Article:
By Peter Hopkirk.
The Great Game was played out in central Asia between Britain and Russia throughout the 19th century as the former, fearing that the ultimate prize for the latter was India, sought to counter Russian expansion. It was set against a background of brutal terrain, a brutal climate, and brutal people in a remote part of the world which was largely unknown to either Britain or Russia.
In many ways, it was another part of the Age of Discovery as British and Indian surveyor-explorers surveyed the regions north of India to assess how easy it might be for the Russians to send army through the passes to invade the Jewel in the Crown. Very often such ventures ended in death in a violent, duplicitous, and deeply xenophobic part of the world.
The British government vacillated between forward-thinking policies and masterly inactivity while the Russians deceitfully nibbled away at central Asia, often extending their borders as a fait accompli about which their opponents could do nothing. But whether the Russians really had been a threat to India is another matter, and it is incredible that apart from the Crimean War, the two sides avoided all-out war.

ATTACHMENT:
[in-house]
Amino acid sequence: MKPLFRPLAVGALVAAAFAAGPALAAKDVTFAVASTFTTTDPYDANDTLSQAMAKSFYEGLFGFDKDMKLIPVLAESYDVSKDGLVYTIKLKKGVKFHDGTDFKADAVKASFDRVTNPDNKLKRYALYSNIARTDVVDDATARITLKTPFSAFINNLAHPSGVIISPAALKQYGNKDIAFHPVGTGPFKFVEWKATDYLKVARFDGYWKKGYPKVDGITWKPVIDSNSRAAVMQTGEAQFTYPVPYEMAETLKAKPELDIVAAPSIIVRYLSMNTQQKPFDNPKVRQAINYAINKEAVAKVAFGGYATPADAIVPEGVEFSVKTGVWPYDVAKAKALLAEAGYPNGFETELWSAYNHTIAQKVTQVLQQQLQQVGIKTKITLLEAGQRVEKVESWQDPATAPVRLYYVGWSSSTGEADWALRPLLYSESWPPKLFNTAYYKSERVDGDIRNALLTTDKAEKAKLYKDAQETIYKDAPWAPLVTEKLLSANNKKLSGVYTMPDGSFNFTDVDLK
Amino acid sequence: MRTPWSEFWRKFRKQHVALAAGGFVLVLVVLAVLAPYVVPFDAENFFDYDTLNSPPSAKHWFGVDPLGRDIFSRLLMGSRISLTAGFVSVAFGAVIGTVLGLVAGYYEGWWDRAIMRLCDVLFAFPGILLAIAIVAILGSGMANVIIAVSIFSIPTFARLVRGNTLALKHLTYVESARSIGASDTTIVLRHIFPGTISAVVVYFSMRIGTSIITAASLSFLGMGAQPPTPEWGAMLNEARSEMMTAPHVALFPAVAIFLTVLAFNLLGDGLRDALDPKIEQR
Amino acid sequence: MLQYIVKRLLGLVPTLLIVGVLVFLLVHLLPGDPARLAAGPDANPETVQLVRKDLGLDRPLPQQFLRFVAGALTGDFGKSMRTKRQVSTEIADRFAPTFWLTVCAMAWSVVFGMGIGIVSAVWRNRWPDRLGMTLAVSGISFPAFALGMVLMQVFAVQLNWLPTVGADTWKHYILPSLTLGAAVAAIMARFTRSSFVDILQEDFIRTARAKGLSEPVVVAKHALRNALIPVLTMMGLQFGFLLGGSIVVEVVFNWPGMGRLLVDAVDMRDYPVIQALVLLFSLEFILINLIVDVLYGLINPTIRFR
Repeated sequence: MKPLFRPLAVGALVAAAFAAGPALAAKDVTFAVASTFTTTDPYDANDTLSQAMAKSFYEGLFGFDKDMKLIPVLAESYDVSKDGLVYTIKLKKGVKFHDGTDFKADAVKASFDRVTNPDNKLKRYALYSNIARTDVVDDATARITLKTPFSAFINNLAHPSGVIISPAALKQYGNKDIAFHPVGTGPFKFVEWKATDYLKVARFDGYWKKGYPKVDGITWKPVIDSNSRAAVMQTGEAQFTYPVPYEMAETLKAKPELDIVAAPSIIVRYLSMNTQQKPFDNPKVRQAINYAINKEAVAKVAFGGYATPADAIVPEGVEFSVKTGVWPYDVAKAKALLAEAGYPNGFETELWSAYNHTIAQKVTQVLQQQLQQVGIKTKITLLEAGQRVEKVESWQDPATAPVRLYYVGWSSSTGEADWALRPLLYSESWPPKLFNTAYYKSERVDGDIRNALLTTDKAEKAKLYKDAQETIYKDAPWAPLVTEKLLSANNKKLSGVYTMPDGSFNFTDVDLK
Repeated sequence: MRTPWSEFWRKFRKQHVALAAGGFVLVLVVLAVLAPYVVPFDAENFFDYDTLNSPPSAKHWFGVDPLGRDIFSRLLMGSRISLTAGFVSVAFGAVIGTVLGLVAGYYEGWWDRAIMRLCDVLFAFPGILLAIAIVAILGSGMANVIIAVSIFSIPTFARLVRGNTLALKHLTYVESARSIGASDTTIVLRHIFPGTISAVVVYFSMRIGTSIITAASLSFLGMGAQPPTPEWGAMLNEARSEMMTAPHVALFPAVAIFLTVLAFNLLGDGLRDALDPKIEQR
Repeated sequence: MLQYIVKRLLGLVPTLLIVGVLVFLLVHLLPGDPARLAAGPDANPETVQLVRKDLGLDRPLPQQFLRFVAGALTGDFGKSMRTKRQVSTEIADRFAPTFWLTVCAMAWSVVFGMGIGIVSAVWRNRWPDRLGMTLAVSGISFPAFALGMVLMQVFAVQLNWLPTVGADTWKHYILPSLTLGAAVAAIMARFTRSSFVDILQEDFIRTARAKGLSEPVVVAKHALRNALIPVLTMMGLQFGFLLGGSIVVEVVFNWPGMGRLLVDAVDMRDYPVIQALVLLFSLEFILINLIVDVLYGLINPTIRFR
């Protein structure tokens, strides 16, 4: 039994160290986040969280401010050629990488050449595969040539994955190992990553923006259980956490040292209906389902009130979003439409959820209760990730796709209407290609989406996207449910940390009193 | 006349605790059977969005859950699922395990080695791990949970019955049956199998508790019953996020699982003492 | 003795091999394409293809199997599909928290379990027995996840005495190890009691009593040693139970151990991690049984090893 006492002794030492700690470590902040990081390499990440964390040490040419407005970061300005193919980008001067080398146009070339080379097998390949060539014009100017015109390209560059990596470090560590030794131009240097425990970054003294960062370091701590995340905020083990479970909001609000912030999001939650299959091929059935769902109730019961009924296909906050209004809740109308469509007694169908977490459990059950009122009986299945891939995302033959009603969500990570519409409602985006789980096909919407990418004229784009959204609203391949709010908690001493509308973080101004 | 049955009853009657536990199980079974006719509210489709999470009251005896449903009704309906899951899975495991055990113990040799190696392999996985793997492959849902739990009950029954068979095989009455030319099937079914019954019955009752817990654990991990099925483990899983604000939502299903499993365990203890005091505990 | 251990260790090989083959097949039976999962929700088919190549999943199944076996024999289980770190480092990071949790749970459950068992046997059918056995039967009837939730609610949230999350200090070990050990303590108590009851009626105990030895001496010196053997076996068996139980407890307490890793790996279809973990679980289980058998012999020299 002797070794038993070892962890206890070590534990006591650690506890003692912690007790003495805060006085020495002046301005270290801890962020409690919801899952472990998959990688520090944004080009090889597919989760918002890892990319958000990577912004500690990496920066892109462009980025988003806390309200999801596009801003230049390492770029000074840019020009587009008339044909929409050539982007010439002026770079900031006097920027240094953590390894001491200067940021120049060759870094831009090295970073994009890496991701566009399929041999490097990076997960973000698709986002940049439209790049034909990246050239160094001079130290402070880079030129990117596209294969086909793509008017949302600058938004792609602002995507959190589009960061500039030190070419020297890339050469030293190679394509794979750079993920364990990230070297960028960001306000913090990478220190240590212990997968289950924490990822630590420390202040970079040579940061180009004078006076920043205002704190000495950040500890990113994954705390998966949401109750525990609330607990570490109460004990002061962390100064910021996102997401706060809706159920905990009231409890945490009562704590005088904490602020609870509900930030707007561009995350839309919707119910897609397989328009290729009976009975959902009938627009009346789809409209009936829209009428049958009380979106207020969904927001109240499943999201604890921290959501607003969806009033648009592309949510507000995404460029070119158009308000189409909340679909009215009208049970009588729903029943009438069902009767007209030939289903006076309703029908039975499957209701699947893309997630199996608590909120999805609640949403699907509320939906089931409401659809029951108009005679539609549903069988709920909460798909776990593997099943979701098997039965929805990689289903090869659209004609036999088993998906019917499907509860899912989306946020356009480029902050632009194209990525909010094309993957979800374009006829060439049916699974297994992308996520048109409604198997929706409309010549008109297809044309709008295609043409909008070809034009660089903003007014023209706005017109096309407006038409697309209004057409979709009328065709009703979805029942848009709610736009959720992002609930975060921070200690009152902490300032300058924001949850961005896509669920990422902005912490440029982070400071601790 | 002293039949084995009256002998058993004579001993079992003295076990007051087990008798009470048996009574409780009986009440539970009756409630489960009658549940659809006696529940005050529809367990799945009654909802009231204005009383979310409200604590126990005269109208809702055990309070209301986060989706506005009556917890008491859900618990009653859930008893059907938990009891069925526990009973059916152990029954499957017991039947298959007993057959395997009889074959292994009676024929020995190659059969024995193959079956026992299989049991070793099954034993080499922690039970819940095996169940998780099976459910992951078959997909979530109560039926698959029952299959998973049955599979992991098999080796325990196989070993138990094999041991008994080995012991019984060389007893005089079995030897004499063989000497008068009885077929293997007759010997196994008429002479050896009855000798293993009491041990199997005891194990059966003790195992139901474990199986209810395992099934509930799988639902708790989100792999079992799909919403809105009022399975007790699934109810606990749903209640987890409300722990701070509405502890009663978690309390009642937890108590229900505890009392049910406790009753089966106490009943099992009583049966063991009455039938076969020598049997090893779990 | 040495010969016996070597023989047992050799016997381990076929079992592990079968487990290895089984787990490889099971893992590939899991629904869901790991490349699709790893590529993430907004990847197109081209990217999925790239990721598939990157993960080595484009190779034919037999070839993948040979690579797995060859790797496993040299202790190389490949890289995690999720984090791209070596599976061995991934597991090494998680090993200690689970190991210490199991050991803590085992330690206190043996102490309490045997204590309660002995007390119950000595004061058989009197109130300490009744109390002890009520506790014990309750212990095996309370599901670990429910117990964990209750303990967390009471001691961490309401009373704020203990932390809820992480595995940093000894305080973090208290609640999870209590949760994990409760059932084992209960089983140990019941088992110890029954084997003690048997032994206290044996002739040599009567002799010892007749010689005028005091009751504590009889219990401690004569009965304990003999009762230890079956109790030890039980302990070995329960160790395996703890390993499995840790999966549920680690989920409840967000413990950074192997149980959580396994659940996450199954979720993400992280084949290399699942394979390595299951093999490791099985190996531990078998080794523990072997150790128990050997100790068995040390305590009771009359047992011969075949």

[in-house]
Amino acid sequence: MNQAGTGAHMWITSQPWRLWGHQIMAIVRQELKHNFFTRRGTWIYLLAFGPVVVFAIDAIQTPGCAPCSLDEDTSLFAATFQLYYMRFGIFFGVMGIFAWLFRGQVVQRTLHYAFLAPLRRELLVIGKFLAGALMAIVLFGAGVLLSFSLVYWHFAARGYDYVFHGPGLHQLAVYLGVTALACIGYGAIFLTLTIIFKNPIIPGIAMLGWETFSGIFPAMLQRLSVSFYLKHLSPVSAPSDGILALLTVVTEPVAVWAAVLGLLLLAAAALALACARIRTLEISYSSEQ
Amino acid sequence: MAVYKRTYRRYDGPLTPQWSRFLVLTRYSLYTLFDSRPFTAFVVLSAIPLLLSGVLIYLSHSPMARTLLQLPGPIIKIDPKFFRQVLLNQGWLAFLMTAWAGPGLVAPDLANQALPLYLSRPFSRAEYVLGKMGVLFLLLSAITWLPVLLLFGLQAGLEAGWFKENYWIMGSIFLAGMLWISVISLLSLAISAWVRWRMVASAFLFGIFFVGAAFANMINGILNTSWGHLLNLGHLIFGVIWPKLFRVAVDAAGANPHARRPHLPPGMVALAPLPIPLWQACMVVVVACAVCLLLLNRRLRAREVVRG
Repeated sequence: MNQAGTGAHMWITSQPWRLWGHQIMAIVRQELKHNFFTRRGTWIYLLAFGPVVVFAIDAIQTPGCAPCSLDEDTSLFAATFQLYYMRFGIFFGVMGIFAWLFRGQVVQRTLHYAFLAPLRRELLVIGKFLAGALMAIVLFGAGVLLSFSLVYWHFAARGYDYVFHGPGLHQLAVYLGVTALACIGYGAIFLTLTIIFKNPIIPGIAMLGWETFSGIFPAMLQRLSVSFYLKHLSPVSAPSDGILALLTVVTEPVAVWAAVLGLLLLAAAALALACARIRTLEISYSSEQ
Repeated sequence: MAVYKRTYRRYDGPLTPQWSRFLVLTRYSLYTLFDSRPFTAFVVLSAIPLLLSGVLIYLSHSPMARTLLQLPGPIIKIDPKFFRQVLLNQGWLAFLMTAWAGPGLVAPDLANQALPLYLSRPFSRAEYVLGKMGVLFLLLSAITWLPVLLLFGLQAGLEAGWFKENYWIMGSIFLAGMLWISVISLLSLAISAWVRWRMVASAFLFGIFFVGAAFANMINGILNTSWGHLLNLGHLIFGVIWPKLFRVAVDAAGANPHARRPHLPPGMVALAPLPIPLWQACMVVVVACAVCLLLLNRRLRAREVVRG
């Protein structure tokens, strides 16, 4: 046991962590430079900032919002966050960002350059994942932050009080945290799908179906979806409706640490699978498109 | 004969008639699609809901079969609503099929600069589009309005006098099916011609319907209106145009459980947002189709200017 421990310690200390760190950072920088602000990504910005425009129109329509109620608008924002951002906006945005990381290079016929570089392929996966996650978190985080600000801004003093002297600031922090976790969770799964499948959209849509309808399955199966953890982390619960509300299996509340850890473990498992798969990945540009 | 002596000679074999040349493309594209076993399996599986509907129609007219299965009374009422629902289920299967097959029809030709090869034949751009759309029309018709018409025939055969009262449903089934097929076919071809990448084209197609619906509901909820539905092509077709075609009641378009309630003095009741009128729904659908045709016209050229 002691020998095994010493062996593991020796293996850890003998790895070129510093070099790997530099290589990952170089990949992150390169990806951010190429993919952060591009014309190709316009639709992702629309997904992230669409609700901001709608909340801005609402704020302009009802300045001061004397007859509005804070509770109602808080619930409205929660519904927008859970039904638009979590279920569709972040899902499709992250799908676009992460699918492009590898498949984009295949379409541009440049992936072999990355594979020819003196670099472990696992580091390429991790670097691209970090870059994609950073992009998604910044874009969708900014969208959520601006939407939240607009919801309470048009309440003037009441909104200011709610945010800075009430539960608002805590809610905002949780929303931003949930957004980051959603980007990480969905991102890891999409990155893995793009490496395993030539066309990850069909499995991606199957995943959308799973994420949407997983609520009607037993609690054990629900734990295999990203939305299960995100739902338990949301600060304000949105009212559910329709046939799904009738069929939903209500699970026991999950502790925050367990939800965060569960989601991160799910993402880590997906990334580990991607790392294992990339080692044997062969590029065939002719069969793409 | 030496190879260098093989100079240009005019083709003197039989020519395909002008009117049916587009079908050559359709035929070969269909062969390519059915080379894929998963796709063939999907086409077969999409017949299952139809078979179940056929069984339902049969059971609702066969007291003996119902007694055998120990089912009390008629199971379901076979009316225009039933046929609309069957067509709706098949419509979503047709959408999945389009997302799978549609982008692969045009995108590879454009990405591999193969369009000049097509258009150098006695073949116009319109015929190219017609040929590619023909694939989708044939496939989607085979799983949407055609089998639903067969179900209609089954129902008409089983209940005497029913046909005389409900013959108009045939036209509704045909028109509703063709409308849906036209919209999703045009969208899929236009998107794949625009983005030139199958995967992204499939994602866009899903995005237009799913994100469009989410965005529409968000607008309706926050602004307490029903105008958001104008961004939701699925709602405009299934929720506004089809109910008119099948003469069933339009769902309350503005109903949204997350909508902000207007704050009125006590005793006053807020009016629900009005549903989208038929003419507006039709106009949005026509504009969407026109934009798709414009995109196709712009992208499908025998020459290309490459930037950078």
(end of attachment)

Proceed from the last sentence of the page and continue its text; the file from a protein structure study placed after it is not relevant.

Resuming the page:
There was plenty of heroic derring-do which led both to terrible slaughter (Afghanistan) and close-run victories (Chitral).
Hopkirk tells an interesting tale which occasionally feels dated by references to Soviet historians and their dubious interpretation of the events of the time. His account focuses on the British side, but he does so without waving the flag directly. There is, though, plenty of implicit criticism of the Russian Empire for its duplicity as it typically denied any interest in further expansion before it did exactly the opposite, and the British government for its apparent naivety (which may just have been masterly inactivity).